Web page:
Friday, September 01, 2006

Journalism in Lebanon

(Originally published as Journalisten im Libanon in the Frankfurter Allegemeine Zeitung, 7 August 2006)

BEIRUT: Israel provides foreign journalists upon arrival with a ‘welcome’ pack that includes useful contact numbers, maps, political speeches, and background information on UN resolutions and the conflict with Hizbullah. Journalists also have the possibility of embedding with Israeli troops and the dubious advantage of air raid sirens warning of incoming Hizbullah rockets.
None of this is the case for journalists on the other side of the border.
Journalists that were not already based in Lebanon when the conflict kicked off had to take a circuitous route via Syria after Lebanon’s one and only international airport was put out of action when Israeli warplanes destroyed the runway.
At the Syrian border, journalists are met with indifference by Lebanese border officials. Other than the mandatory entry form to fill in and a passport stamp, journalists are on their own; no maps, telephone directories or bundles of paper of useful information.
What kind of environment journalists were entering was evident before even crossing the border.
In the first week, tens of thousands of Lebanese fled to Syria, and the borders were inundated with people and vehicles clogging the roads. And with the main highway to the border destroyed by Israeli warplanes, vehicles had to take alternative routes through the mountains and hope they were not targeted like the smouldering wrecks of trucks, buses and cars to be seen on the drive to Beirut.
The capital is a city marred by war; the usually bustling streets empty and incessant traffic jams a distant memory.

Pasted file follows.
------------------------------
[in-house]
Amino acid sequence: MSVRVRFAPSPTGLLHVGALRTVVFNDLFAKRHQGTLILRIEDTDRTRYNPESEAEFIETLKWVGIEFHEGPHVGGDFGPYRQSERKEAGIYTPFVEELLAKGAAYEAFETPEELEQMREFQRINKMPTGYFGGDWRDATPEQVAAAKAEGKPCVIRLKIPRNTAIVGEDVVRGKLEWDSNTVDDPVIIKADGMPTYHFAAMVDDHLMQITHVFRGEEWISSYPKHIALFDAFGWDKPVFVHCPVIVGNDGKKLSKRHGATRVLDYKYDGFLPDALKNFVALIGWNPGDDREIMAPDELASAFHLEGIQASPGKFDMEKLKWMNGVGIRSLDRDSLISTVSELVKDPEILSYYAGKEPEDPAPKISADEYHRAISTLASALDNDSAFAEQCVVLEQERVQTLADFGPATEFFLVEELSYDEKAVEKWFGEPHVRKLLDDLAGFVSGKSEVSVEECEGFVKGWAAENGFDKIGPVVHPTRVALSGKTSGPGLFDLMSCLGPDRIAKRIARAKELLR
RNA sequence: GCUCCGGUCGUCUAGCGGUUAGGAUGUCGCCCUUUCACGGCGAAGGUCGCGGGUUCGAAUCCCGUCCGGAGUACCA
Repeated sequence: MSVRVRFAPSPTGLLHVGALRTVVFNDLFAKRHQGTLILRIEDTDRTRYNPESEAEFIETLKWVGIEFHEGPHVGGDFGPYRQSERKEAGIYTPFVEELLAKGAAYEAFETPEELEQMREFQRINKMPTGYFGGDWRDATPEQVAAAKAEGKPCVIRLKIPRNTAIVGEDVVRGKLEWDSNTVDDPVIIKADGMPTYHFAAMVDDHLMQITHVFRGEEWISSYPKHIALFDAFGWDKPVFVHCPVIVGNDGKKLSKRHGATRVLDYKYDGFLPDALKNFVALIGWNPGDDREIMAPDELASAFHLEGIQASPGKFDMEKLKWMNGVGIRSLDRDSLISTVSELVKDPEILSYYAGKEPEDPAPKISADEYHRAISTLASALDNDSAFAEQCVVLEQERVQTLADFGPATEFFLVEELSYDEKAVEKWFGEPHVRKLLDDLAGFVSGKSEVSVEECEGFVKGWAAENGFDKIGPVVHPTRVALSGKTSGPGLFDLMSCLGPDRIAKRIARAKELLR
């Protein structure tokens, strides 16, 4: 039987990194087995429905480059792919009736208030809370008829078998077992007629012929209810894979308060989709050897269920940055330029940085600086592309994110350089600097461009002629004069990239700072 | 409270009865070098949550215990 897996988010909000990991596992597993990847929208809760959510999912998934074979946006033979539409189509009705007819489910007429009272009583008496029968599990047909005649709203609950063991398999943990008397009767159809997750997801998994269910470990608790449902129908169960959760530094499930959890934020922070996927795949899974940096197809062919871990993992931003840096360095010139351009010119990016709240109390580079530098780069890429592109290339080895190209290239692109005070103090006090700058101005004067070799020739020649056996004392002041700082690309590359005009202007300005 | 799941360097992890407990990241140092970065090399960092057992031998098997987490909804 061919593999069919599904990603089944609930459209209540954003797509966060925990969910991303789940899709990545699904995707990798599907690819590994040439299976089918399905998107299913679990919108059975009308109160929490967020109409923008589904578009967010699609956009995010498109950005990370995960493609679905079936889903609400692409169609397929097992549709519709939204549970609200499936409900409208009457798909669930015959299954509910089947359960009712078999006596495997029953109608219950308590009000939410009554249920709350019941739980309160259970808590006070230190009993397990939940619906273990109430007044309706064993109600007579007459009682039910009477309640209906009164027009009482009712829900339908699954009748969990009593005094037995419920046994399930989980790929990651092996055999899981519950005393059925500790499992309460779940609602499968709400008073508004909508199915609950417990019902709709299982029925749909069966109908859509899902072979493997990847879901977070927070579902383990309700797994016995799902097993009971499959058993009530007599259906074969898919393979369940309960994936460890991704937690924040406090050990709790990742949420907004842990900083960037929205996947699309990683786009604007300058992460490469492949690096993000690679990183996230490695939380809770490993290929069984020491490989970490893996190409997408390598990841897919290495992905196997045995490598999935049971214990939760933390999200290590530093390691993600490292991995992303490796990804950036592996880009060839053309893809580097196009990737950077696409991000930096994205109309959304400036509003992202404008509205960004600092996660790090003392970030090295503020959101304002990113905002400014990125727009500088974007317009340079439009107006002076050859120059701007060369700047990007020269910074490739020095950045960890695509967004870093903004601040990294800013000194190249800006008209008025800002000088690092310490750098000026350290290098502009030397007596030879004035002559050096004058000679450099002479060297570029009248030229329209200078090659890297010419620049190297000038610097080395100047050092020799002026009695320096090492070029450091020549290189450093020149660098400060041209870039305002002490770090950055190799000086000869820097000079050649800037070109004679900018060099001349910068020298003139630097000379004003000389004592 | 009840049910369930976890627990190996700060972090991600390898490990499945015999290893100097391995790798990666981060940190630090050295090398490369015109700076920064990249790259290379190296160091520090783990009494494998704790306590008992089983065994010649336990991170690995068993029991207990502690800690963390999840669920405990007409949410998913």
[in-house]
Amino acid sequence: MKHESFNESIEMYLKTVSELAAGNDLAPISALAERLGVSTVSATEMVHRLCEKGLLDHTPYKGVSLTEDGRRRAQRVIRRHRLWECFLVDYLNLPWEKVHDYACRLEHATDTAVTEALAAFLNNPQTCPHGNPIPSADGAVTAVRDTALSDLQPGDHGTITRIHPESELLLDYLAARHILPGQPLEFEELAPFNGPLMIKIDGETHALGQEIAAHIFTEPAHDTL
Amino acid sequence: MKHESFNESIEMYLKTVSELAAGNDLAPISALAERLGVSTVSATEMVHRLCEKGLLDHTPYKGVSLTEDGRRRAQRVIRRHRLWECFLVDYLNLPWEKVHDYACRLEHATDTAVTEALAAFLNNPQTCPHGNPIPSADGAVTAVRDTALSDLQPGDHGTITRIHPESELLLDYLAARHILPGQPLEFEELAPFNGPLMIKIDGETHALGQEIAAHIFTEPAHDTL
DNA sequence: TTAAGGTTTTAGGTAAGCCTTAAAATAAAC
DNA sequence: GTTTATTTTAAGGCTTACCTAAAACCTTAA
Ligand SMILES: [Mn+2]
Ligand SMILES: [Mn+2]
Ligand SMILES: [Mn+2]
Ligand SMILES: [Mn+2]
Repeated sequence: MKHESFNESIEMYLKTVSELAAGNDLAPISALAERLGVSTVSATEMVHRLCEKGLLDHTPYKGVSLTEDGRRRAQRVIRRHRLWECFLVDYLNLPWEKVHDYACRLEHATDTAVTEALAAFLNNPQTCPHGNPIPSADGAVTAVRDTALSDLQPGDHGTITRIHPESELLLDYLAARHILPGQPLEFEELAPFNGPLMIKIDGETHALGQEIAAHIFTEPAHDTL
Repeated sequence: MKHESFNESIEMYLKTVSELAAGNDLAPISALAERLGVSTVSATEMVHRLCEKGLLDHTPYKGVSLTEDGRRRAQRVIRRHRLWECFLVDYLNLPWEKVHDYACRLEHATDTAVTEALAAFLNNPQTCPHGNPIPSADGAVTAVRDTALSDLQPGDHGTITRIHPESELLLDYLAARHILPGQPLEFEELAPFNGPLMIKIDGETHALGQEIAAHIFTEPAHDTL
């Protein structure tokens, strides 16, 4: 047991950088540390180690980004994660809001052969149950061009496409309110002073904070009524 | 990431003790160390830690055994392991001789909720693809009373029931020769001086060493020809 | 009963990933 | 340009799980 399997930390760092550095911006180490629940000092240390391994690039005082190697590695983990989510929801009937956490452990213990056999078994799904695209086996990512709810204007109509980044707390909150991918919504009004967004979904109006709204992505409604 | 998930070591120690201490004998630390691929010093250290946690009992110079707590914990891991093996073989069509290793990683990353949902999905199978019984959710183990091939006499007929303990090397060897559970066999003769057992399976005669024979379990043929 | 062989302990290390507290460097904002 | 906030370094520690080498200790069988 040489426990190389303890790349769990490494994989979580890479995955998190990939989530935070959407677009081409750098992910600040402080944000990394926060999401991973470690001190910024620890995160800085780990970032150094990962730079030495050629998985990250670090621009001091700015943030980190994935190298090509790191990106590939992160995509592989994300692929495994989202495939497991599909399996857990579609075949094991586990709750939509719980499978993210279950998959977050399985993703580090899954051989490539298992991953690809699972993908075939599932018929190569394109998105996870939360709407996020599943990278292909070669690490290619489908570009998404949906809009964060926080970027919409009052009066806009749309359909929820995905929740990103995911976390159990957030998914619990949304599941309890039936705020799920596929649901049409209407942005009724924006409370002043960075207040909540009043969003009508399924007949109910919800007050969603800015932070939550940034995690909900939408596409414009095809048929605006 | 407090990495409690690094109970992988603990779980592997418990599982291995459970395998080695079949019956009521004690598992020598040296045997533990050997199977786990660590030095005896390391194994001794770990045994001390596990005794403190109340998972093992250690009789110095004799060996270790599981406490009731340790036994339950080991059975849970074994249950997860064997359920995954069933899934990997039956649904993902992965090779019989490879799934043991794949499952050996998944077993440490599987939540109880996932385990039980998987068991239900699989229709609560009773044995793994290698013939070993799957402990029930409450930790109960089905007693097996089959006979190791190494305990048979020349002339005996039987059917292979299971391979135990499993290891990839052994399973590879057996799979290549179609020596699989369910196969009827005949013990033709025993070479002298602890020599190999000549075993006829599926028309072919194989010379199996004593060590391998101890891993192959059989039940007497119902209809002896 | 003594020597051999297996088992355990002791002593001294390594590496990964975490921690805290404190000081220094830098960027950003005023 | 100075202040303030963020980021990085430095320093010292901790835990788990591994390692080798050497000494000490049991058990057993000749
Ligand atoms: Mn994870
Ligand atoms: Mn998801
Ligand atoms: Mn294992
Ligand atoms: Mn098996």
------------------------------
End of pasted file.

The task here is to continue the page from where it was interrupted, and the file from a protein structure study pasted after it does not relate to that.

But food and drink is available, and the odd restaurant and bar are open for business. Refugees are to be seen housed in schools, hotels and university dormitories, and veiled Muslim women walk the streets of the Christian areas that have taken in the displaced.
Although the war is being fought in the south, bombs have been dropped on the north of Beirut, the city itself and heavily in the now desolated southern suburbs, where Hizbullah’s headquarters were based.
Hizbullah organized a tour for journalists to visit the destroyed area of Haret Hreik the day after the bombings.
“They guided us through parts of the destroyed areas, calling us to retreat when jets were heard overhead,” said American journalist Jackson Allers.
Trying to get into the southern suburbs without authorization proved to be harder, with Hizbullah members patrolling the area on motorbikes.
“In Baalbek it was easy, in the southern suburbs it wasn’t,” recalled Dutch journalist Peter Speetjens. “It took an hour to try and get past the guards and we still weren’t let in.”
Other than the political, business and refugee stories to be done in Beirut, journalists have flocked to the areas that have been hit the worst by Israeli attacks, the areas around the Bekaa Valley town of Baalbek and the southern port city of Tyre.
Speetjens took the opportunity of the 48-hour Israeli ceasefire last week to visit Baalbek.